China's First Space Station Will Fall Out of the Sky in One Month

Tuesday, 06 March 2018 - 6:55PM
Space
Technology
Tuesday, 06 March 2018 - 6:55PM
China's First Space Station Will Fall Out of the Sky in One Month
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CNSA
Spare a thought for the Tiangong-1, a space station and laboratory that isn't going to be in orbit for very much longer.

The base, built by the China National Space Administration (CNSA) in 2011, has been used for a series of tests and experiments over the years, and has periodically been visited by astronauts. With the construction of the Tiangong-2 in 2016, the original space station has become less of a priority for China's scientists, and as such, Tiangong-1 has been abandoned.

Experts from the European Space Agency (ESA) estimate that the Tiangong-1 has about a month left before it returns to terra firma. Apparently, it should crash down at some point between the dates of March 29 and April 9, 2018, give or take a week.



As for where the spaceship will land, it's harder to be certain. Official estimates from the ESA put the location "anywhere between 43ºN and 43ºS", which is a big stretch of the planet. The Tiangong-1 could end up crashing down in either North or South America, or in Australia, New Zealand, China, the Middle East, or other parts of Asia. Essentially, we have absolutely no idea where the space station will land.

This uncertainty wouldn't be an issue if China had already constructed the country's proposed laser system for shooting down man-made space junk, but alas, this awesome creation doesn't exist, and as such, we're all going to have to keep our eyes on the sky in case we see a piece of space station hurtling towards us.

Frightening as this prospect might sound, you probably shouldn't worry too much about getting crushed by falling debris. The majority of space junk burns up harmlessly on its way through the atmosphere, as do most meteors. Of the bits of space junk that do actually manage to touch down on the planet's surface, most plop harmlessly into the water - after all, this planet is very, very wet.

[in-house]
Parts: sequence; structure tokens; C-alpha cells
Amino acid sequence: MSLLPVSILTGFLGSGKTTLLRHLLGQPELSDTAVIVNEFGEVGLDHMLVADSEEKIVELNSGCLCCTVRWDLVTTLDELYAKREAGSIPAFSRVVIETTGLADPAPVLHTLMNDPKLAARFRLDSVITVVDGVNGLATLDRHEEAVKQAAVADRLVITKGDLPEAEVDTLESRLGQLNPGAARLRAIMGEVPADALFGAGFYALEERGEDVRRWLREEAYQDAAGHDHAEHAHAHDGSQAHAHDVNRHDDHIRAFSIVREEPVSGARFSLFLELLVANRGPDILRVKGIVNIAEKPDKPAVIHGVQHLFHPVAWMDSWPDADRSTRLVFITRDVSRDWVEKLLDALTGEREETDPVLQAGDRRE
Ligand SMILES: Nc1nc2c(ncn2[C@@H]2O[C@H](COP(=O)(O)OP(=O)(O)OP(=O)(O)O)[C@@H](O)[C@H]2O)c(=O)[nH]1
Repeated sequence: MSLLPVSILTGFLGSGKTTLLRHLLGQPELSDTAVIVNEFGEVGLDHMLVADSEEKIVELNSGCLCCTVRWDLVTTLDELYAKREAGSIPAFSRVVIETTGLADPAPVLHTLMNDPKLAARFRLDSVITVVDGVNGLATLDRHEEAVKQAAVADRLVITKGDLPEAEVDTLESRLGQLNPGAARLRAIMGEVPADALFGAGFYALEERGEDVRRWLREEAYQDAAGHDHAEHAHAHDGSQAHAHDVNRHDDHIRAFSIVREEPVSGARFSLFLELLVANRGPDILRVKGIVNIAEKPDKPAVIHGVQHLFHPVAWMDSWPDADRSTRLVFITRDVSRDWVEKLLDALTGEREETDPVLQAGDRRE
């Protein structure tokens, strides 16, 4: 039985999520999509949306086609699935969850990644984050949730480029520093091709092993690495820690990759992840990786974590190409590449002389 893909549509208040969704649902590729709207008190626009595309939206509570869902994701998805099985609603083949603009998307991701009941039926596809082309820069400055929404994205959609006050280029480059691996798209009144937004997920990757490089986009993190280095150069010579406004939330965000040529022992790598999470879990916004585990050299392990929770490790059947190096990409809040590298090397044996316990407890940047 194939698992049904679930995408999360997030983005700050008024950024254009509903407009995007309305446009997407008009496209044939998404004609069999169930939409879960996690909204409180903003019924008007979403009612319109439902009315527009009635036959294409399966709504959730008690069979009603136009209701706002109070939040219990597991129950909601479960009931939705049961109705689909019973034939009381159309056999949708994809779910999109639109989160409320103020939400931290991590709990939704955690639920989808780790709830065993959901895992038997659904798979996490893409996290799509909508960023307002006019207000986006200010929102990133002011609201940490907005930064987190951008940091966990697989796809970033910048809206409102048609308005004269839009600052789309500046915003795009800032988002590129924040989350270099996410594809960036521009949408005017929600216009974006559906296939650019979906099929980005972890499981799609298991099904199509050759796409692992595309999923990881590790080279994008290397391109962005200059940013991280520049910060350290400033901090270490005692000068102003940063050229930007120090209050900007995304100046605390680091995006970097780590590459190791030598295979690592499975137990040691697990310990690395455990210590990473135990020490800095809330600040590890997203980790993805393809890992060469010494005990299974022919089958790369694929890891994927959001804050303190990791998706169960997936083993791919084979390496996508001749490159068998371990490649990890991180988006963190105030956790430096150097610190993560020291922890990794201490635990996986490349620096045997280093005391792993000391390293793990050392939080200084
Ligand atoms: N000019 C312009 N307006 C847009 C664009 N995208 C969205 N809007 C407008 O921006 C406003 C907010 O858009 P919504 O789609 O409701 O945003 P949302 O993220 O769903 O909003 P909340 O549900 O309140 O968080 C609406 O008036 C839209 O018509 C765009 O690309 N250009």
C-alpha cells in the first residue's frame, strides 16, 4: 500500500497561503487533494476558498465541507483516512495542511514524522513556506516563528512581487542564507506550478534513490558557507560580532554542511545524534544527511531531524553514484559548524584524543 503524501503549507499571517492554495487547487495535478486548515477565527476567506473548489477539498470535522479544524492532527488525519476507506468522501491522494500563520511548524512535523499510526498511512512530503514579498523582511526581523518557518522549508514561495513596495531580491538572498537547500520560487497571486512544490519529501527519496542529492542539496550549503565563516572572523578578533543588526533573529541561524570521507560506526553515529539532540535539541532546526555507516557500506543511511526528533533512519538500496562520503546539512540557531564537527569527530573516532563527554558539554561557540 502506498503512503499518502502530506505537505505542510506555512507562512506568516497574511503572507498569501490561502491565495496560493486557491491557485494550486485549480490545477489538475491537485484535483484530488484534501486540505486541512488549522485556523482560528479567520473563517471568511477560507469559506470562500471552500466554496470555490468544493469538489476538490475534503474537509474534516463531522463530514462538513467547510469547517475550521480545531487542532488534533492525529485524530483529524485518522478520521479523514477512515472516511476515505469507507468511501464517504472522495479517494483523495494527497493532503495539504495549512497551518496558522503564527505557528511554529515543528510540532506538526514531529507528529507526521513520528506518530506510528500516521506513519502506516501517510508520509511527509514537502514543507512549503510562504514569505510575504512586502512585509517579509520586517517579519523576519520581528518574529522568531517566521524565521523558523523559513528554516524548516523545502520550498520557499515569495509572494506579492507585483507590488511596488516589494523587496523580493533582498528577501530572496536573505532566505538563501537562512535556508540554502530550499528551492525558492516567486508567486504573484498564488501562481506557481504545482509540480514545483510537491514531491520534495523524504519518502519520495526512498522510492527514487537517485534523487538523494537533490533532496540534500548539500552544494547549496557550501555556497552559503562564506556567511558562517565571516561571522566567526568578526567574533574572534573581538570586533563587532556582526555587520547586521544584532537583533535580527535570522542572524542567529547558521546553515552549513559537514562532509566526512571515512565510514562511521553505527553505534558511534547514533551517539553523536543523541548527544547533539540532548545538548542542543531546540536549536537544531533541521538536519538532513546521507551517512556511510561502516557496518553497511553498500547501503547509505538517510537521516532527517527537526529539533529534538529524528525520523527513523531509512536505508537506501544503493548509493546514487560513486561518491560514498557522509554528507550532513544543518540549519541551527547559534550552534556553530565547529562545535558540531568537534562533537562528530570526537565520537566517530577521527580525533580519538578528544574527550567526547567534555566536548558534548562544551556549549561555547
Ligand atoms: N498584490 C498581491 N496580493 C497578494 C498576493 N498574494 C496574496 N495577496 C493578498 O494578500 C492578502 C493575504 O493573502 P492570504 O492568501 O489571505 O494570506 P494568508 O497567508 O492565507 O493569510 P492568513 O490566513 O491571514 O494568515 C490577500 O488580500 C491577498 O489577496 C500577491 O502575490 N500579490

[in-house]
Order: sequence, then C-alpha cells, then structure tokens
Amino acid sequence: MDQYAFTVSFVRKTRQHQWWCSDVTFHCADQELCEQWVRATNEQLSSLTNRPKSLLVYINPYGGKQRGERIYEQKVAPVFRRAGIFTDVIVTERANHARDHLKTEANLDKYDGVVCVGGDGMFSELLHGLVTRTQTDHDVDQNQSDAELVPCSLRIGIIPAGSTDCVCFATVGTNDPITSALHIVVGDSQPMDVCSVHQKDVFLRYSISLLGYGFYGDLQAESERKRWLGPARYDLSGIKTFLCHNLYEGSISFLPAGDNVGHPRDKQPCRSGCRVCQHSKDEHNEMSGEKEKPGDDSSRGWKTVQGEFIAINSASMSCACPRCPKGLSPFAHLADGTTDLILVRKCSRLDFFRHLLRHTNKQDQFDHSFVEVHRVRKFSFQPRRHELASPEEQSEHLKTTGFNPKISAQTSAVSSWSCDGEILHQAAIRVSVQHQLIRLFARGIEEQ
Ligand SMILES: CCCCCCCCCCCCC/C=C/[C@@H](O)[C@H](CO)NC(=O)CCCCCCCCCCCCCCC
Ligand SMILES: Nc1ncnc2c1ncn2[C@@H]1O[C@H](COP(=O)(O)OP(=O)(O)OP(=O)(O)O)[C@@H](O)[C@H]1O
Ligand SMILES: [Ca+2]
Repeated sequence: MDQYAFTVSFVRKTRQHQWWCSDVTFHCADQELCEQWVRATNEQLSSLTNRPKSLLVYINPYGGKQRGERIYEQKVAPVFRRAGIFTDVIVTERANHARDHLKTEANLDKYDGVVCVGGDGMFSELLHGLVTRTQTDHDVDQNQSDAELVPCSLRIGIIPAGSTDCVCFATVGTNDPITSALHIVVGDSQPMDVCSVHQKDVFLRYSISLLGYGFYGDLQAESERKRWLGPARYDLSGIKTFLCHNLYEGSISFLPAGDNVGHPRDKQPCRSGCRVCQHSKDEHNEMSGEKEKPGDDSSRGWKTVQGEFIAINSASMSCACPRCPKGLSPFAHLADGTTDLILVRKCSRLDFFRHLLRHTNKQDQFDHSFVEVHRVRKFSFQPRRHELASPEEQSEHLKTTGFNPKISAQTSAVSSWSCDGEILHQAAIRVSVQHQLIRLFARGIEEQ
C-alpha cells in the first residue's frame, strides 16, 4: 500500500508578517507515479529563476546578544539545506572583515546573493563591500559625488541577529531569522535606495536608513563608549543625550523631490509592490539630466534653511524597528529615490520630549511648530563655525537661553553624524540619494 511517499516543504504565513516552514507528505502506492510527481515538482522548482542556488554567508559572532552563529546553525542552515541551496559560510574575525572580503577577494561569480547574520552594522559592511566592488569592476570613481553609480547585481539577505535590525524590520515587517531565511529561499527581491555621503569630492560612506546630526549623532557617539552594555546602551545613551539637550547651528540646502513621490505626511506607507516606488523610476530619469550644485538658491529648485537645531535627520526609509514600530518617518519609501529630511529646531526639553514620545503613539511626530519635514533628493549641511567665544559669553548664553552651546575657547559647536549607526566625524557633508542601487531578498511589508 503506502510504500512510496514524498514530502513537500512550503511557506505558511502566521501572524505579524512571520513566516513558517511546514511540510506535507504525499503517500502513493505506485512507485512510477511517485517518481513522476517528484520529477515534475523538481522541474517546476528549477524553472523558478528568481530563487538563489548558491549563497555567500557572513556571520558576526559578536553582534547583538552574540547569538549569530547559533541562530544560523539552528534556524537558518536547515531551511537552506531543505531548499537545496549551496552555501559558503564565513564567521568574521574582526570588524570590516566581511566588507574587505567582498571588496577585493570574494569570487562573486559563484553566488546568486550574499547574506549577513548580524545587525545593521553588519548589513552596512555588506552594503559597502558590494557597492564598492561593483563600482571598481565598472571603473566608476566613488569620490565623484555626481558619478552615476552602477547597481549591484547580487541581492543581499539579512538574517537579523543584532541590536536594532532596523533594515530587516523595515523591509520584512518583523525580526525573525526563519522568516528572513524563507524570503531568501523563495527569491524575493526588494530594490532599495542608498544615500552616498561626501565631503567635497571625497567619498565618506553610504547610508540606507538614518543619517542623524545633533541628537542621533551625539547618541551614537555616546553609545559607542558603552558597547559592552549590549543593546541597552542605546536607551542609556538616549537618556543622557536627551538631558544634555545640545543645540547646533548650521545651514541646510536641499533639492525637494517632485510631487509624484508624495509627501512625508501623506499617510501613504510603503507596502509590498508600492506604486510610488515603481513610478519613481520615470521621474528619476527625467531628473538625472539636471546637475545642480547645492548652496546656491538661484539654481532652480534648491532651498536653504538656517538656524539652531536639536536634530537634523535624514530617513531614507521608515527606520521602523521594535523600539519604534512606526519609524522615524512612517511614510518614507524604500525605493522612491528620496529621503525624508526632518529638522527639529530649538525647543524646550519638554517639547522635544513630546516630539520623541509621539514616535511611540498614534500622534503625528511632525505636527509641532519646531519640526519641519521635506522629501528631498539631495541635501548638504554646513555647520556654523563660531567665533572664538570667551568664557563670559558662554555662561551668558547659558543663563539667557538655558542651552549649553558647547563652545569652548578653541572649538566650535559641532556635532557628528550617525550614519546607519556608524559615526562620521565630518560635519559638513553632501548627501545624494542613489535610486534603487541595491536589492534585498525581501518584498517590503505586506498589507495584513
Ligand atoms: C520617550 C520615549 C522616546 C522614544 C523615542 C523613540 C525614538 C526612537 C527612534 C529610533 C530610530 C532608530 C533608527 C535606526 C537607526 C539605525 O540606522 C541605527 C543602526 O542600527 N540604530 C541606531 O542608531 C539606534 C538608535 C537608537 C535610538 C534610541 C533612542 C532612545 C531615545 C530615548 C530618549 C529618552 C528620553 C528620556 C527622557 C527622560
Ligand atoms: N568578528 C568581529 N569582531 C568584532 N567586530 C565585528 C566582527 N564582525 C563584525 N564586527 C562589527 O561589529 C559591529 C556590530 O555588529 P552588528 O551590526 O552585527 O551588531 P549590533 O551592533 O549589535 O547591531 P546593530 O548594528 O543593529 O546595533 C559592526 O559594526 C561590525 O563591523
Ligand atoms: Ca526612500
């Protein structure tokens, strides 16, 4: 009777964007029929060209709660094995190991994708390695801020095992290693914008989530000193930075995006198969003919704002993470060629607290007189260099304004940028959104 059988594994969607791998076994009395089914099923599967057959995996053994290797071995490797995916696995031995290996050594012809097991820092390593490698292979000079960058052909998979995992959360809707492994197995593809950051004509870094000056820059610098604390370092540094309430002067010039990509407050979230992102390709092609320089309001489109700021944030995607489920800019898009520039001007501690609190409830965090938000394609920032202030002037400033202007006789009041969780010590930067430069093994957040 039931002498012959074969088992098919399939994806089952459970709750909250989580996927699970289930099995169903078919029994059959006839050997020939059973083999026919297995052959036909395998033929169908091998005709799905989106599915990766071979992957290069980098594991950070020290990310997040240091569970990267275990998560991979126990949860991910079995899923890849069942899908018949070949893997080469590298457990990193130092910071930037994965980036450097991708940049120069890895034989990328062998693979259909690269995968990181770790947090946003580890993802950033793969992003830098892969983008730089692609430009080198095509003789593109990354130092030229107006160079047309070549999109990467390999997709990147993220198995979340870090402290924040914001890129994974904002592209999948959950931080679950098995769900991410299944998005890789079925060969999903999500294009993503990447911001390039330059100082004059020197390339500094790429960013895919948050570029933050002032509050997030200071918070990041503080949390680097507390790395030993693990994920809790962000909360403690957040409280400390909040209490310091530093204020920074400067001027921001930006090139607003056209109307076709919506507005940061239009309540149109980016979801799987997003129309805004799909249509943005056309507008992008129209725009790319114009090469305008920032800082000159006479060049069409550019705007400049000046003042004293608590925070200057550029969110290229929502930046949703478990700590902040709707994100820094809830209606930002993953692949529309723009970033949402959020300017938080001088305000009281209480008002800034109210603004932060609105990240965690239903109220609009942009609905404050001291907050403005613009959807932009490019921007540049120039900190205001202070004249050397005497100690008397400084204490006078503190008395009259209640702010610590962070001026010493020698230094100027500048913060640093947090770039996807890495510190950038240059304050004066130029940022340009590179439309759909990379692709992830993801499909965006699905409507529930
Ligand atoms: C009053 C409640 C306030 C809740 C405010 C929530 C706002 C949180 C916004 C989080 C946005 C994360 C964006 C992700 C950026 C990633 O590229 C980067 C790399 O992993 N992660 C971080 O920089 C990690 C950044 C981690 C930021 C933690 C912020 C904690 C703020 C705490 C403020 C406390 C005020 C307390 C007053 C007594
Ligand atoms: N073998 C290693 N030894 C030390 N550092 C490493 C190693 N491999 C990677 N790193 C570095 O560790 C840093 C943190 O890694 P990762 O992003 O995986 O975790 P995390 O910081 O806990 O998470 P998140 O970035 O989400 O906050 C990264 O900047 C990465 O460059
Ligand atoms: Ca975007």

There has only ever been one reported case of someone actually being struck by a falling piece of astronaut junk, and in this instance, she wasn't hit so hard as to be injured in any way. Although her friends and family no doubt had to suffer for months afterwards as she bored them with the story of the time part of a spaceship fell on her.

Tiangong () literally means "heavenly palace" or "sky palace", making it a fitting name for a space station, even if China ultimately abandoned their first airborne palace the moment they were able to construct a better alternative. China is hardly the first country to do so - Russia's Mir space station, once a crowning jewel of space exploration, was allowed to fall to Earth in 2001.

This may seem like a waste of a perfectly good museum piece, but getting space stations back home safely requires far more effort (and resources) than it would be worth.

This doesn't help the planet's growing space litter problems, but for the moment, if space agencies and commercial space companies can get away with dumping their junk and hoping that it doesn't crush someone's car, they're not exactly going to volunteer for extra work to clean up after themselves.
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